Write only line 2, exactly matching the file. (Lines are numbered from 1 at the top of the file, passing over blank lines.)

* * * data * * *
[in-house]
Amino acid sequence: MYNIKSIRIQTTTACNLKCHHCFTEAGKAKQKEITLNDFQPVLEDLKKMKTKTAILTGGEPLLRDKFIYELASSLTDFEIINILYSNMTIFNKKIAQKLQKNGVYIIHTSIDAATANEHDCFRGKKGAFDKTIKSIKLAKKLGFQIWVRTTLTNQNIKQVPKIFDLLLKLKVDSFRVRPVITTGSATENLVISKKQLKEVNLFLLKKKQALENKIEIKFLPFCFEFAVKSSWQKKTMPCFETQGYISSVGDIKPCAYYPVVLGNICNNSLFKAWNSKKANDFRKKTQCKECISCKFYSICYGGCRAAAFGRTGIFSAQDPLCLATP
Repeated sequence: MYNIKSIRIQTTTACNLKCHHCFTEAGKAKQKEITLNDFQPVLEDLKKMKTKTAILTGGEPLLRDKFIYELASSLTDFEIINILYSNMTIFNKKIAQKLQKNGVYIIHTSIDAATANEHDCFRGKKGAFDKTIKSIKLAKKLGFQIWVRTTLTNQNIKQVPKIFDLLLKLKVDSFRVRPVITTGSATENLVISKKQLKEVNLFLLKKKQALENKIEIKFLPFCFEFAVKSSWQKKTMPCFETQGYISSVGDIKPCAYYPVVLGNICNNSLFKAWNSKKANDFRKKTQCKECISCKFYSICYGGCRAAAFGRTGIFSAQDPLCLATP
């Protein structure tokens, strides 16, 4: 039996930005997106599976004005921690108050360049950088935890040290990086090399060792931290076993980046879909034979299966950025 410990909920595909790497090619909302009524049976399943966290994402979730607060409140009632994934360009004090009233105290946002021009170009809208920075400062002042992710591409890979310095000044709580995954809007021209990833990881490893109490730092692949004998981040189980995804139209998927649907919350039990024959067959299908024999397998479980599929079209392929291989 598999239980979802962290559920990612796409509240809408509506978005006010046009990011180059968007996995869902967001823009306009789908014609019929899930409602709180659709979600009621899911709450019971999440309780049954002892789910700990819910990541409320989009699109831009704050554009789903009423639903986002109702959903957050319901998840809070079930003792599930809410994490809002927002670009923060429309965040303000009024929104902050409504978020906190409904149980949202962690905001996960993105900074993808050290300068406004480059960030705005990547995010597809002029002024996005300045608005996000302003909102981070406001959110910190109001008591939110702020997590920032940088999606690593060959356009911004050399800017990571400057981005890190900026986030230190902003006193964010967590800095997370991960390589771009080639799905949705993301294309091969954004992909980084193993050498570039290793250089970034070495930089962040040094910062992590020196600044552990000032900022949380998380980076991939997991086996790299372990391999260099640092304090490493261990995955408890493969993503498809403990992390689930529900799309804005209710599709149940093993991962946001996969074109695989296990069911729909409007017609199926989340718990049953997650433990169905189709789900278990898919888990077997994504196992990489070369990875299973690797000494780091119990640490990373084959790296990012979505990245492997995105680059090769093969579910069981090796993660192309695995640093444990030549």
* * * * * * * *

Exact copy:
Amino acid sequence: MYNIKSIRIQTTTACNLKCHHCFTEAGKAKQKEITLNDFQPVLEDLKKMKTKTAILTGGEPLLRDKFIYELASSLTDFEIINILYSNMTIFNKKIAQKLQKNGVYIIHTSIDAATANEHDCFRGKKGAFDKTIKSIKLAKKLGFQIWVRTTLTNQNIKQVPKIFDLLLKLKVDSFRVRPVITTGSATENLVISKKQLKEVNLFLLKKKQALENKIEIKFLPFCFEFAVKSSWQKKTMPCFETQGYISSVGDIKPCAYYPVVLGNICNNSLFKAWNSKKANDFRKKTQCKECISCKFYSICYGGCRAAAFGRTGIFSAQDPLCLATP